Holy Holly!

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Holly is well known and loved for its spiky evergreen leaves and bright red berries, and as a symbol of Christmas. In homage to the twelve days of Christmas, here’s twelve fascinating holly facts and activities that you can use on an outdoor walk or lesson.

Holly and berries

  • Common holly (Ilex aquifolium) has long been regarded as a plant of good omen as its shiny evergreen leaves and red berries symbolise life in the midst of winter. The druids believed that the sun would never forsake the holly tree and would bring its greenery into their homes to lift their spirits during mid-winter festivities.
  • Holly brought into dwellings was also believed to help shelter and protect elves and faeries. However, all the green foliage had to be removed by Imbolic Eve (January 31st) for any leaf remaining would bring misfortune! In later years this custom became the Twelfth Night   (5th January) which is why we take down Christmas decorations by this date.
  • In the New Forest holly is still traditionally cut above the reach of animals called pollarding. This management extends the life of the holly tree and the cut foliage provide an important food source for New Forest ponies in the winter. They often wait for the cut holly to wilt before eating – much more palatable!
  • A trip to the New Forest will also reveal how holly bark is eaten by ponies and deer. The scarred trunks of the holly trees make them look old and gnarly. A group of holly trees, called a holly holm, makes a good setting to talk about goblins and woodland faeries. Make your own tree spirits with fallen twigs and leaves which can hide amongst the trees.
  • Time for a story – there are many tales about the Green Man of the summer (Oak King) who turns into the Holly King at the Winter Solstice. Using the story’s imagery groups can create the Green Man’s face on a tree trunk using mud and natural materials found on the ground.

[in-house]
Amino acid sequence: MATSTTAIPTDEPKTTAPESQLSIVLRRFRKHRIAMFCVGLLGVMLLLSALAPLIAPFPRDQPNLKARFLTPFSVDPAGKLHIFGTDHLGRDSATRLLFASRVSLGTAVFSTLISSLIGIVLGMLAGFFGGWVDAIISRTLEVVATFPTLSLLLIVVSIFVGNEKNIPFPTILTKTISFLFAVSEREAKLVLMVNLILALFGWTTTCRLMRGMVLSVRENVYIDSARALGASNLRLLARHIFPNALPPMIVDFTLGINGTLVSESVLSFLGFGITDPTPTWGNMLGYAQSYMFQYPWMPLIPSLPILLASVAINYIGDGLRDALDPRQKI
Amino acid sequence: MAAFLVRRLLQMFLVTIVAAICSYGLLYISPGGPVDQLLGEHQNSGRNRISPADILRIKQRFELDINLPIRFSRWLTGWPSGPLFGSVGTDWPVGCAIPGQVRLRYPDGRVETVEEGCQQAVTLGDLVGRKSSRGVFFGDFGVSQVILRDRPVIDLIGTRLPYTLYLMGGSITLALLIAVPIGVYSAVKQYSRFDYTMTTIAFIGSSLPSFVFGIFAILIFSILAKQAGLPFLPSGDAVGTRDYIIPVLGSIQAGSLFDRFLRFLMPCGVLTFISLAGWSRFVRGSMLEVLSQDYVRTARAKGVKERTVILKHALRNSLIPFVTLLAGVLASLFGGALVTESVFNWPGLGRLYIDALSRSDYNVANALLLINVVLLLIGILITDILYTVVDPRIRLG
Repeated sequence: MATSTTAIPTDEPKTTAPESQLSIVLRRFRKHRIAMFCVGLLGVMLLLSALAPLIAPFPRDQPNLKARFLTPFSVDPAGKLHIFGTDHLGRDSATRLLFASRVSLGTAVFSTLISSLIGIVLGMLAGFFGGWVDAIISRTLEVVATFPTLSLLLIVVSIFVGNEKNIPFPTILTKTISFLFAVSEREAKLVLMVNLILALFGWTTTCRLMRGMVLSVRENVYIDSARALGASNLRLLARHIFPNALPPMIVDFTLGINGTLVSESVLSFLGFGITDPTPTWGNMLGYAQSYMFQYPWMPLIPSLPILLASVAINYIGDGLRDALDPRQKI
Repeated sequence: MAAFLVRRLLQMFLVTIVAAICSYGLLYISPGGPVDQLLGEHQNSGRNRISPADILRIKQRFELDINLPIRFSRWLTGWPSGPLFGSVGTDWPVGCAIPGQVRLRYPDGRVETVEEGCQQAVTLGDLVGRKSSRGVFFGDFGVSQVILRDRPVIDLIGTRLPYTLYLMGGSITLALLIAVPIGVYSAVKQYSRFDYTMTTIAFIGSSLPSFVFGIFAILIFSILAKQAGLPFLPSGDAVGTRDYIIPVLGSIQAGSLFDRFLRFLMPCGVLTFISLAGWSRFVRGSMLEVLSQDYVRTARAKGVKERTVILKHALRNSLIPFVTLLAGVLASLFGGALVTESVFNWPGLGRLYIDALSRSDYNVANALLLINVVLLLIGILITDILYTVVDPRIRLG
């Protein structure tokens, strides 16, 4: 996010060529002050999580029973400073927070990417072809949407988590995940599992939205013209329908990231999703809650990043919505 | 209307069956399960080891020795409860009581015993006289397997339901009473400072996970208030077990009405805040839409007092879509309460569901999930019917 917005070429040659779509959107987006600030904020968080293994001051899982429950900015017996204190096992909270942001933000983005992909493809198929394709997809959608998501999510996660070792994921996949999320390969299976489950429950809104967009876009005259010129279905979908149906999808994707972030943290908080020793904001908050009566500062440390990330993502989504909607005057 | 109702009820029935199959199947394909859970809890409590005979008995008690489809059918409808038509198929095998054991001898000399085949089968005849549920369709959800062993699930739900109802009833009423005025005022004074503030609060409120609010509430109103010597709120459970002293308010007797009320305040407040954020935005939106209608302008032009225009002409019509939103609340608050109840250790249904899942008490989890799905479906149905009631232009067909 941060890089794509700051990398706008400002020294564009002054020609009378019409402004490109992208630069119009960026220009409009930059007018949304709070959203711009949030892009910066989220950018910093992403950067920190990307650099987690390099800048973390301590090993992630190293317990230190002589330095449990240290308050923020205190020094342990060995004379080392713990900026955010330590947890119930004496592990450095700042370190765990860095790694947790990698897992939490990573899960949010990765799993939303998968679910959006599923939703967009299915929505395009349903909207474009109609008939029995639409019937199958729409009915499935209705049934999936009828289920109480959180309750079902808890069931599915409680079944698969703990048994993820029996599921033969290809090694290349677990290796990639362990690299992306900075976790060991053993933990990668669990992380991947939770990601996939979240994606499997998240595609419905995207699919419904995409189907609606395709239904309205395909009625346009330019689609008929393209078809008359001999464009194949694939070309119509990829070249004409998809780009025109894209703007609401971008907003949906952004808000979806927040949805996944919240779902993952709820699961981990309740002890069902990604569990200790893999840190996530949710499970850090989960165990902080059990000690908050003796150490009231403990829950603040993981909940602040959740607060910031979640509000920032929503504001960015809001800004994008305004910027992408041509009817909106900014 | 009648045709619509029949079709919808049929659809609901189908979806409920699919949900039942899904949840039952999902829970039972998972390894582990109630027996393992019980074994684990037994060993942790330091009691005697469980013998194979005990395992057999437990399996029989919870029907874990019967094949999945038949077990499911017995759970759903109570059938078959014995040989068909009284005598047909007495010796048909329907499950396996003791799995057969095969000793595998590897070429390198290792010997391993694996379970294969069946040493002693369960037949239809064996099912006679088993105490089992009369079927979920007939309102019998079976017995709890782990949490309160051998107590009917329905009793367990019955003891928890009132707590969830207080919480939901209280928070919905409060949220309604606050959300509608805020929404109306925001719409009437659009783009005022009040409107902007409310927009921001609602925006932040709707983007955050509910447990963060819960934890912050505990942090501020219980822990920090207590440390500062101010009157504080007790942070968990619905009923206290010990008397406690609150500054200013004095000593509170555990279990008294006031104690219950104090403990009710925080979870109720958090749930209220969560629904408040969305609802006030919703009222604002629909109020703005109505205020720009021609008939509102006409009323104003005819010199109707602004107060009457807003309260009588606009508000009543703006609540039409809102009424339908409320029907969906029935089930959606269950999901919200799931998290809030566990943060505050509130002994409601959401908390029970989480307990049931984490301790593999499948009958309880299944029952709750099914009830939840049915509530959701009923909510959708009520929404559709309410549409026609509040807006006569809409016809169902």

• In Medieval England holly was used to construct a ‘Holy Bough’. Make your own by twisting cut willow into a double hoop and decorate with holly and evergreens. Hung on a door visitors would embrace as a gesture of good well. Also believed to ward off pesky goblins.
  • Holly blooms between May and August, with clusters of small white star-like flowers. Only the female trees have the bright red berries that appear in September.
  • According to folklore, this year’s bumper crop of berries warns of a hard winter on the way.  However this is really the result of a good summer – look for birds such as larks and field-fares greedily eating the fruit. After a frost the fruits soften and are more palatable to birds. Pull apart a squishy berry to find the four little fruit stones inside – please note that holly seeds are poisonous to humans.
  • Look for prickly ‘he-holly’ and less spiny ‘she-holly’.  Leaves are lobed, with each lobe ending in a sharp spine.  Ask the group to find a leaf with the largest number of prickles? Collected leaves can be stuck onto a strip of card with double sided sticky tape in ascending number of prickles or made into a holly crown.
  • Leaves on trees over 3 metres are often less prickly as the tree does not need to protect itself from grazing animals.  See if the group can work this out!
  • Holly leaves fall off the plant after three to four years and take a long time to decay. Often leaf skeletons can be found on the ground beneath the trees. Try and find some to study the beautiful vein structures.
  • Caterpillars of the Holly Blue butterfly feed on holly flower buds in the spring.